11 Adar 1 5782
This week in Parashat Tetzaveh we repeatedly find the idea of “kedusha” (“holiness”). Exodus 28: 2 – 4 addresses the “holy garments”; chapter 29:43 and 44, the consecrated service to God is spoken of as “holy”. In chap.28:36, the plaque on Aaron, the High Priest’s forehead would read “Kodesh L’Adonai” קֹדֶשׁ לַיהוָה(“Holy to God”). In chap. 29:33-37, the altar and the offerings were also called “Kedoshim” (“holy”) as well as in chap. 30:10, the holy of holies inside the Tent of Meeting. In short, the principle of “Kadosh” is clearly present in this parashah.
But what does “kadosh” (“holy”) mean?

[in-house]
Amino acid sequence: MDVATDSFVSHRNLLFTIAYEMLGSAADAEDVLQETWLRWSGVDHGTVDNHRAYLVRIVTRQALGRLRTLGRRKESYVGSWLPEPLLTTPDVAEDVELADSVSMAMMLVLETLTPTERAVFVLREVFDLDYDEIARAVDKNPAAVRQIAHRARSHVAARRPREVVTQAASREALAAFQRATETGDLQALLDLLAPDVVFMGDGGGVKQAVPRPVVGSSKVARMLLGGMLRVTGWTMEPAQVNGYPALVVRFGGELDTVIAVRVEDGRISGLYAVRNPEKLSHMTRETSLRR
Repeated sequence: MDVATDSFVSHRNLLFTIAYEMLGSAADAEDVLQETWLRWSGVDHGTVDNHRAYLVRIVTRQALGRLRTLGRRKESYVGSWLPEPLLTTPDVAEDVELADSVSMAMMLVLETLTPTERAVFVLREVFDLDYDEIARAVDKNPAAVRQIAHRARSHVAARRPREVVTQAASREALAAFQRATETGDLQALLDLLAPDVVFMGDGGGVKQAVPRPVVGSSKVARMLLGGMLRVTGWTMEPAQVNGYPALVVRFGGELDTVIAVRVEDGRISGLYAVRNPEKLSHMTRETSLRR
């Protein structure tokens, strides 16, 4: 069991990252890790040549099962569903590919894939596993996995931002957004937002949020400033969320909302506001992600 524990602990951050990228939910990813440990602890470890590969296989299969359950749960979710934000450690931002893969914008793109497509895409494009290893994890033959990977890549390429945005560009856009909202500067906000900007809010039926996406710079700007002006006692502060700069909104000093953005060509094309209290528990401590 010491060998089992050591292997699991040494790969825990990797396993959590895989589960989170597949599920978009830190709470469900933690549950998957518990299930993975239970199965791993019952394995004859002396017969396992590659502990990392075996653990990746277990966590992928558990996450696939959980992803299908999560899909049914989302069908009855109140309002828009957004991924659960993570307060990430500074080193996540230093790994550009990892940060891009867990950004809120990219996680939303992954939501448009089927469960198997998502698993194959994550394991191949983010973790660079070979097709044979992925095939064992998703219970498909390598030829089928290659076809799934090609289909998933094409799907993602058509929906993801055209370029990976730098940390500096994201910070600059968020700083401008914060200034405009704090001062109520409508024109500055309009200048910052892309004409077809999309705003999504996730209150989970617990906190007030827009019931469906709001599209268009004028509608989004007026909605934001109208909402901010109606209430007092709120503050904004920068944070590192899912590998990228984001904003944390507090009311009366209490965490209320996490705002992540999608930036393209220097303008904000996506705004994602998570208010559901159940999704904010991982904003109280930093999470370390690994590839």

Kedushah (קְדֻשָּׁה), which in Hebrew means “holiness”, is related to the action of separating and/or dedicating and is also seen in root of the verb “Lehakdish” which means “to separate” or “dedicate”, whether it be an animal offered to God, or an individual or a group of individuals set apart and dedicated for a specific function. Kedushah is often used to describe God, as well as the earthly items that are considered sacred. It is also used to refer to the name of a prayer in Judaism that describes God’s holiness. When Kadosh refers to a specific physical space or time, the intention is to define something that is separate and/or dedicated to a specific goal. For example: the Biblical Festivals (Moedim) are the spiritual times that are Kadosh; the Kodesh Hakadoshim, the innermost place of the Bet Hamikdash, the Tent of Meeting, is where only the Cohen HaGadol (the High Priest) would enter once a year on Yom Kippur as part of his service on that special day.